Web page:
I probably shouldn’t admit the countless hours I spent playing Rollercoaster Tycoon. I’d tweak my coasters for maximum thrill, and when that didn’t work I’d drop the occasional ungrateful patron off in the lake. In short, I was the tyrannical Walt Disney. So, when I got news about Unfair, I was ecstatic. Finally, a game based on building the greatest amusement park geared to keep the masses coming through the turnstiles.
Publisher Good Games is banking on that same “one more play” appeal of its computer cousin. The core of Unfair is about building attractions, upgrading them to attract more guests, and scoring victory points for the largest designs at game’s end. Players also earn victory points for completing blueprints, which require you to fulfill specific builds in your park. Coins also earn a victory point for every two left in your stockpile in the final scoring phase. It’s a straightforward scoring system, though you’ll need to do some math as the scoring for attractions can escalate quickly.
The game has four different themes: Pirates, Vampires, Jungle, and Robots, and you pick a number of themes based on the number of players. All cards from the selected decks are shuffled together and each player will have access to all themes. Decks are then divided into different areas. Park cards contain attractions, their upgrades, and staff members. Event cards have dual abilities. One is a beneficial event for you, while the other has a detrimental effect on your opponent. A few showcase cards build super attractions that cost more but can draw in more customers. Finally, the blueprint cards and city events round out the card types available.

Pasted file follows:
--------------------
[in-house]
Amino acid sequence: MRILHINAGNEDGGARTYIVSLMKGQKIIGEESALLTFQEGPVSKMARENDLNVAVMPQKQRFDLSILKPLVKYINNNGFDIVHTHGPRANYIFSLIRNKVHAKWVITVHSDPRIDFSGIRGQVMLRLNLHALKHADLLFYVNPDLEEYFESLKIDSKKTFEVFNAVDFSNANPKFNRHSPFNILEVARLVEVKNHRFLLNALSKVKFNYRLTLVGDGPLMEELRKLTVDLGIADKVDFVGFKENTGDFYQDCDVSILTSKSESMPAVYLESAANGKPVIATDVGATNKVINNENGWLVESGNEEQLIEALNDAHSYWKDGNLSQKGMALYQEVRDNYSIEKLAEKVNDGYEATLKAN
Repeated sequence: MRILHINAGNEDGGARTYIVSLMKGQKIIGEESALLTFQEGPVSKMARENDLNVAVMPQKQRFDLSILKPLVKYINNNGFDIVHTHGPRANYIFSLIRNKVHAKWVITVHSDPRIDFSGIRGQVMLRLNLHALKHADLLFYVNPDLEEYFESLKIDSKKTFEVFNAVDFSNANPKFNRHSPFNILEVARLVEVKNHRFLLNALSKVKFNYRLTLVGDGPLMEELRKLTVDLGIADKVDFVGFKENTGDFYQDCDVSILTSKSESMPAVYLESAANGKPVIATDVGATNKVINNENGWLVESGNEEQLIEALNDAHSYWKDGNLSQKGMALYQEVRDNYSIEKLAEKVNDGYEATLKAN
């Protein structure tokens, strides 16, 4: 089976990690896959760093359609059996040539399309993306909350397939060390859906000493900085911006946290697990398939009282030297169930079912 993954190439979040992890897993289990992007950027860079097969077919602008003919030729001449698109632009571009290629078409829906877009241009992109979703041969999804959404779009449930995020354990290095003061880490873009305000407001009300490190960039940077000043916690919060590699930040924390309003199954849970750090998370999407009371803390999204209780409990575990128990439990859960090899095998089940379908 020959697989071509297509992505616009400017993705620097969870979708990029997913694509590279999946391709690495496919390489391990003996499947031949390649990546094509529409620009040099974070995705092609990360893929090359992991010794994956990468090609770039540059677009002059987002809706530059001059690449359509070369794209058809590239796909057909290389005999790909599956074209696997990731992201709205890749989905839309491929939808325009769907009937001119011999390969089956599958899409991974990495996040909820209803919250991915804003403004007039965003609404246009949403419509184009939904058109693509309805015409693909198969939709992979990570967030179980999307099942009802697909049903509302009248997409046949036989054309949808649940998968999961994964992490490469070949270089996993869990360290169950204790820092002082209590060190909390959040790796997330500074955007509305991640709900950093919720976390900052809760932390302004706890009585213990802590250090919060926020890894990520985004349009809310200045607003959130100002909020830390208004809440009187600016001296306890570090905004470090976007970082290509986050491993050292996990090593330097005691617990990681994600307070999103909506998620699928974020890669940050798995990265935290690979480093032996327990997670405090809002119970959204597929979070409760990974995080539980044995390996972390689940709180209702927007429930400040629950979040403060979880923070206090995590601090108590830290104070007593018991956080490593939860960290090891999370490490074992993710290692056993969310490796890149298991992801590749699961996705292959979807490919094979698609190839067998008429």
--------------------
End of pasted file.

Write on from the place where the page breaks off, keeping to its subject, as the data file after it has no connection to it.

Players begin by drawing events and city event cards which affect everyone. Early in the game, they provide a bonus such as extra money. In the later rounds, city events hurt all players by reducing income or increasing costs. Effective planning in the first half of the game can offset the negative events in the second half. Regular player events are also played before turns begin and can have immediate or delayed results. The multiple actions on each event are reminiscent of card driven games.
The heart of Unfair lies in the park cards. You use money to purchase and place attractions in your park. Each attraction, whether it’s a ride, restaurant, or sideshow has a star value on it. The higher the star value, the more the attraction is worth in ticket sales at the end of each turn, and upgrades to that attraction can add further value. Specialty staff members can also add stars to your park and many provide additional bonus points at the end of the game. Parks are limited to fifteen stars that you can cash in for ticket sales each turn, but there’s no limit on the amount of stars your park can accumulate. Upgrades and resources allow for extra ticket sales, allowing you to earn more than the fifteen star threshold. Each thematic park deck comes with more cards than you’ll typically use in a game, so the replay value is extremely high.
Your park’s amusements score victory points after the eighth and last turn. Instead of using the stars to tabulate this, attractions score points based on the number of ribbons they have on them, which each attraction and upgrade has. Victory points increase as the number of ribbons increase. A ride with two attractions added score you twelve points, but an amusement with three upgrades score you sixteen. This makes for some rather odd results. Realistically, a park would garner more fame by having a thrill ride with a splashdown upgrade, but in game terms it would score fewer victory points than a restaurant with air conditioning and comfy seats. It doesn’t fit thematically. This could be solved by multiplying the number of upgrade ribbons by the base star value of the attraction.